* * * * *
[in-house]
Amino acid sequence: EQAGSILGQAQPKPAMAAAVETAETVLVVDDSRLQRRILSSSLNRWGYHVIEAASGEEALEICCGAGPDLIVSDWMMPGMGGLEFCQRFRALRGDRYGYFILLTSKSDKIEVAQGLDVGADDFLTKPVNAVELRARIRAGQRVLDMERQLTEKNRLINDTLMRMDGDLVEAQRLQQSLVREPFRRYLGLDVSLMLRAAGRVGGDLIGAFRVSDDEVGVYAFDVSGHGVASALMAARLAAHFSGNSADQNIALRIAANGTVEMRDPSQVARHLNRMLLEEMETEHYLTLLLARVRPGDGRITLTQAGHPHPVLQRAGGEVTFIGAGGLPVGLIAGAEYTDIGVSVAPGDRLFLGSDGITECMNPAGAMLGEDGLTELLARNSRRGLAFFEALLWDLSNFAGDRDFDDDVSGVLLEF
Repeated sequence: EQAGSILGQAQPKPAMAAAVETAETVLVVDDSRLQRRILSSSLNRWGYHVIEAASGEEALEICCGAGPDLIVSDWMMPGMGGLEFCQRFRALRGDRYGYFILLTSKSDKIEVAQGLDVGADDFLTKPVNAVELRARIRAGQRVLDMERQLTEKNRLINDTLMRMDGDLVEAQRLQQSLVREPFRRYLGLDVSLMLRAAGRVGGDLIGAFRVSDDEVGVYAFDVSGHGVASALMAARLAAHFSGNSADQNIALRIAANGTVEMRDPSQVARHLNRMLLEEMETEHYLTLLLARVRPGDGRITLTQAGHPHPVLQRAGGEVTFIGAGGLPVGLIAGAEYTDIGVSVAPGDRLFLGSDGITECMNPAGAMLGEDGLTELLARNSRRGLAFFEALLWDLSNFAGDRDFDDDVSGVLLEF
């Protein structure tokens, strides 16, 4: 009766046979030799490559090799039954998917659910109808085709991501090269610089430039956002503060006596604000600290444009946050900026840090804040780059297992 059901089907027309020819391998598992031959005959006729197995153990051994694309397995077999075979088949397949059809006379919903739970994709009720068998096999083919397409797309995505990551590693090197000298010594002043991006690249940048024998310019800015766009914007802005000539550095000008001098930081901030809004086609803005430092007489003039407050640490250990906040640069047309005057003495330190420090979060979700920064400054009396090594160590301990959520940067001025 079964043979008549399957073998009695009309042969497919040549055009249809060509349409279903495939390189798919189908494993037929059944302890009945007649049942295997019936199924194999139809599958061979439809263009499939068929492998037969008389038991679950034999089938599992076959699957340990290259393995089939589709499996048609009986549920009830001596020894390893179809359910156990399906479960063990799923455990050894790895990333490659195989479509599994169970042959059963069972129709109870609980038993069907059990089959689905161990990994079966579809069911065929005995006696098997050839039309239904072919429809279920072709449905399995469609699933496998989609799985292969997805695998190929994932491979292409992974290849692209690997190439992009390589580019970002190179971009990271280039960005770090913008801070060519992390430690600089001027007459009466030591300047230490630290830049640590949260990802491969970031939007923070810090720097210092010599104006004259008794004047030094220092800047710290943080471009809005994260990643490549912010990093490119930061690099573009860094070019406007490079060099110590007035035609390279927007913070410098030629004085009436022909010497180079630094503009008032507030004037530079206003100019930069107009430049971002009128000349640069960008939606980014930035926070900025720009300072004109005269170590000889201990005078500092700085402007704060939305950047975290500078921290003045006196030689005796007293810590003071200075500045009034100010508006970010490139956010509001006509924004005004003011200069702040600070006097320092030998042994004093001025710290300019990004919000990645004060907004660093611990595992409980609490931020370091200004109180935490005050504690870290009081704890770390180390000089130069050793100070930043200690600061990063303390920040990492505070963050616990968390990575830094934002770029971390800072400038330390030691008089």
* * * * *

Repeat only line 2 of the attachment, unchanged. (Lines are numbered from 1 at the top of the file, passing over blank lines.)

Amino acid sequence: EQAGSILGQAQPKPAMAAAVETAETVLVVDDSRLQRRILSSSLNRWGYHVIEAASGEEALEICCGAGPDLIVSDWMMPGMGGLEFCQRFRALRGDRYGYFILLTSKSDKIEVAQGLDVGADDFLTKPVNAVELRARIRAGQRVLDMERQLTEKNRLINDTLMRMDGDLVEAQRLQQSLVREPFRRYLGLDVSLMLRAAGRVGGDLIGAFRVSDDEVGVYAFDVSGHGVASALMAARLAAHFSGNSADQNIALRIAANGTVEMRDPSQVARHLNRMLLEEMETEHYLTLLLARVRPGDGRITLTQAGHPHPVLQRAGGEVTFIGAGGLPVGLIAGAEYTDIGVSVAPGDRLFLGSDGITECMNPAGAMLGEDGLTELLARNSRRGLAFFEALLWDLSNFAGDRDFDDDVSGVLLEF